A method for using the apparatus 10 as described above includes positioning and configuring the flexible member 18 and linear members 22 between the unit circle 34 and rectangular coordinate system 38, or between the unit circle configuration, indicated by 180 and 200, and the rectangular coordinate configuration, indicated by 182 and 204. The flexible member 18 and linear members 22 may be moved back and forth between the two systems to facilitate understanding.

For example, the flexible member 18 may be configured into a continuous circle centered about the center point 50, or disposed around the circular wall 158, with the first and second ends 174 and 176 united to define the unit circle 34. Disposing the flexible member 18 on the upper surface 30 of the base 14 and forming the flexible member 18 about the circular wall 158 facilitates the formation of the flexible member 18 into a circular configuration.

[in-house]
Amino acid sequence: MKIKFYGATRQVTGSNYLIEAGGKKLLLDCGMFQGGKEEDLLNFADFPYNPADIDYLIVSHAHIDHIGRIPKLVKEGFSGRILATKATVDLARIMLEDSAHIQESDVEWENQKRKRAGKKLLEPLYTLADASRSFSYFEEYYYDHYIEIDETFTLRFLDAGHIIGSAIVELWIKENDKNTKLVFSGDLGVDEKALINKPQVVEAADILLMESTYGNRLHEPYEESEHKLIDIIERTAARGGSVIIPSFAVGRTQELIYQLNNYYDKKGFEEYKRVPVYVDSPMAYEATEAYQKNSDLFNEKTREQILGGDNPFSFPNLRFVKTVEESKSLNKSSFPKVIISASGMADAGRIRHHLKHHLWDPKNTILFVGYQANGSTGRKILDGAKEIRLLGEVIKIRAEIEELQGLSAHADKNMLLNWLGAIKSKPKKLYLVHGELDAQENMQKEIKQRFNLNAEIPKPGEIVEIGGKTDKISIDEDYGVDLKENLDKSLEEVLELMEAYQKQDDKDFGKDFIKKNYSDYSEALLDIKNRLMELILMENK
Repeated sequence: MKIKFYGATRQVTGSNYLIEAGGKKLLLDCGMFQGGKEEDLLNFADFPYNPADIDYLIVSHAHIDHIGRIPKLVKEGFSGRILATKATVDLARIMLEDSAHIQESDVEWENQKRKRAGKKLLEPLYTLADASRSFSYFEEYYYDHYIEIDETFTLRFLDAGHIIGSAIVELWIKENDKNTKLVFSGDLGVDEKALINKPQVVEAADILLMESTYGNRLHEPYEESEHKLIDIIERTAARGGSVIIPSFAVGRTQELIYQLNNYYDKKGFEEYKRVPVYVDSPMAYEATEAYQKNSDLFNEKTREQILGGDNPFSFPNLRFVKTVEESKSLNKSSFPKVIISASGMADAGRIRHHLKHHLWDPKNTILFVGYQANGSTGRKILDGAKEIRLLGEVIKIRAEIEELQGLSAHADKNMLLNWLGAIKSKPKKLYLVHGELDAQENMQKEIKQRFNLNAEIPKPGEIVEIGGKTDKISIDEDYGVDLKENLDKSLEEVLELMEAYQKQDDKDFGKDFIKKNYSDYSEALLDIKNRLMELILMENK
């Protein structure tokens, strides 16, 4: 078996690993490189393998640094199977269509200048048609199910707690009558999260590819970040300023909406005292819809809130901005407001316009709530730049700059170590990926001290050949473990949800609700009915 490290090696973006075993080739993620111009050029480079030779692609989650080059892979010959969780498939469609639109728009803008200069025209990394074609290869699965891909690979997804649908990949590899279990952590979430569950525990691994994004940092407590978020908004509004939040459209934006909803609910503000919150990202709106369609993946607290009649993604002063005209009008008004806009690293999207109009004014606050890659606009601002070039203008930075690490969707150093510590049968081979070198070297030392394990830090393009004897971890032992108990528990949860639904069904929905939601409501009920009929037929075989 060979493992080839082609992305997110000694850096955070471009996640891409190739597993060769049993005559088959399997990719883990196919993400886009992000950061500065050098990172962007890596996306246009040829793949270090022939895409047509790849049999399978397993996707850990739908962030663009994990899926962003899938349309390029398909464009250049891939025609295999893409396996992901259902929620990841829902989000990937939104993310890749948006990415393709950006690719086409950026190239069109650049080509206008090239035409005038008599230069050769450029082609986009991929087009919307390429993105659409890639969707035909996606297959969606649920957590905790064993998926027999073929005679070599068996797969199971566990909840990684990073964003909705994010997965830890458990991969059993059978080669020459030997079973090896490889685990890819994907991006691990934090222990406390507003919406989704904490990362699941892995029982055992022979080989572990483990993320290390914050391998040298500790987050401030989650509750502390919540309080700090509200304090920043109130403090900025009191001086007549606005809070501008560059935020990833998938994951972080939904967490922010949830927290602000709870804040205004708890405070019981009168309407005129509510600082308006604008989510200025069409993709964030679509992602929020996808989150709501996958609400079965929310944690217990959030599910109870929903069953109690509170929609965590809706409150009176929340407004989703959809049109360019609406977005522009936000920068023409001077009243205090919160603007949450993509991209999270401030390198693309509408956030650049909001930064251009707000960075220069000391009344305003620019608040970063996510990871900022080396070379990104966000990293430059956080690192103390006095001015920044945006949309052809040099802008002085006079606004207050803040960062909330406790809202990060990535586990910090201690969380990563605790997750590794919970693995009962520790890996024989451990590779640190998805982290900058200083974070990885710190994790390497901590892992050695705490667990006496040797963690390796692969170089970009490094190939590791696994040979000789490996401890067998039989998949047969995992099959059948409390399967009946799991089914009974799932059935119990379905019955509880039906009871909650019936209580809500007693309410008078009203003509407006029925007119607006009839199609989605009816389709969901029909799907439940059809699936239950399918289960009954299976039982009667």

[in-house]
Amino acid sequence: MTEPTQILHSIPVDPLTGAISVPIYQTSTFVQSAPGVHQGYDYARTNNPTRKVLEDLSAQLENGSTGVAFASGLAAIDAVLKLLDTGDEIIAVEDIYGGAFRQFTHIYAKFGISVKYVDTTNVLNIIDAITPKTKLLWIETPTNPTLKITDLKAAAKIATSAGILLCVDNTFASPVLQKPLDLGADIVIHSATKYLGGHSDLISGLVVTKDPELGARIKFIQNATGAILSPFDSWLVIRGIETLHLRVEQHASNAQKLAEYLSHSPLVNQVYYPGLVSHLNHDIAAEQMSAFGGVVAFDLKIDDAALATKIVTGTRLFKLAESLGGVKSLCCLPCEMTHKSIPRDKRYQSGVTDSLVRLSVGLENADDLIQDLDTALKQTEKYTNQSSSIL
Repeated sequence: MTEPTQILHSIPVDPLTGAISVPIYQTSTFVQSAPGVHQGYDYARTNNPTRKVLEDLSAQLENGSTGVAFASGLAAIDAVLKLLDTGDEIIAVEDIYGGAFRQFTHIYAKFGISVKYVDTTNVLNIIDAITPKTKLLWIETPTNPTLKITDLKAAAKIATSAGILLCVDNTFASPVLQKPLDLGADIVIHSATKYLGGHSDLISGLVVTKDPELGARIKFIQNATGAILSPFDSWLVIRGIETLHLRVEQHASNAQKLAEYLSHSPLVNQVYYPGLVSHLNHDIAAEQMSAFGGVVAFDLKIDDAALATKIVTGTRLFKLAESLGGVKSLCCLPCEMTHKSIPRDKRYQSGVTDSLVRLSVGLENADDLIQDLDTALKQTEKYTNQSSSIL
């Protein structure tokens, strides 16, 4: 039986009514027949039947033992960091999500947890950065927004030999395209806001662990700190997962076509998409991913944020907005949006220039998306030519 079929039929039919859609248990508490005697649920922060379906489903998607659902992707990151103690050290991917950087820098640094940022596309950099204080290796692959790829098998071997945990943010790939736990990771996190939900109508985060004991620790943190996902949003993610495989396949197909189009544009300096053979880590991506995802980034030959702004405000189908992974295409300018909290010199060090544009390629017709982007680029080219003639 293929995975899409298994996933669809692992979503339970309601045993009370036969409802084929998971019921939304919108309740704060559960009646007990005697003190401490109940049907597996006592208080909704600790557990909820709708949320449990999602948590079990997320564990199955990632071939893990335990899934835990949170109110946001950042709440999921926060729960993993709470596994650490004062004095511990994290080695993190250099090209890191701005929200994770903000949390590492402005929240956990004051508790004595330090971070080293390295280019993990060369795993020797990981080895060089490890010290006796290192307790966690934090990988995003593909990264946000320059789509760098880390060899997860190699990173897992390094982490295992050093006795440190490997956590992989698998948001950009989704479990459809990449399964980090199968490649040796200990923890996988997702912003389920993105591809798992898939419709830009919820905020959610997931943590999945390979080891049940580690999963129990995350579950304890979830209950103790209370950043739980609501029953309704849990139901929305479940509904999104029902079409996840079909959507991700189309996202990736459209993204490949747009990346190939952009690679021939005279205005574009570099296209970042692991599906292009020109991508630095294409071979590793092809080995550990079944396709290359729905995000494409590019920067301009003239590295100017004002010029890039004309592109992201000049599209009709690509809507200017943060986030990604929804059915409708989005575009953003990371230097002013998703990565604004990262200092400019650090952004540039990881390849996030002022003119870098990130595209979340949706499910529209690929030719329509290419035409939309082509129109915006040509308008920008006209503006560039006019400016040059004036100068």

The appropriate linear members 22 are coupled to the flexible member 18 at the appropriate attachment points 196. The various lines and indicia depicted on the upper surface 30 of the base 14 assist in determining which linear members 22 attach at which points. In addition, the linear members are oriented with respect to the unit circle 34 based on the desired trigonometric function to be demonstrated. Again, the various lines and indicia facilitate the orientation of the linear members 22. The channels 240 and/or pegs 246 help maintain the placement and orientation of the linear members 22.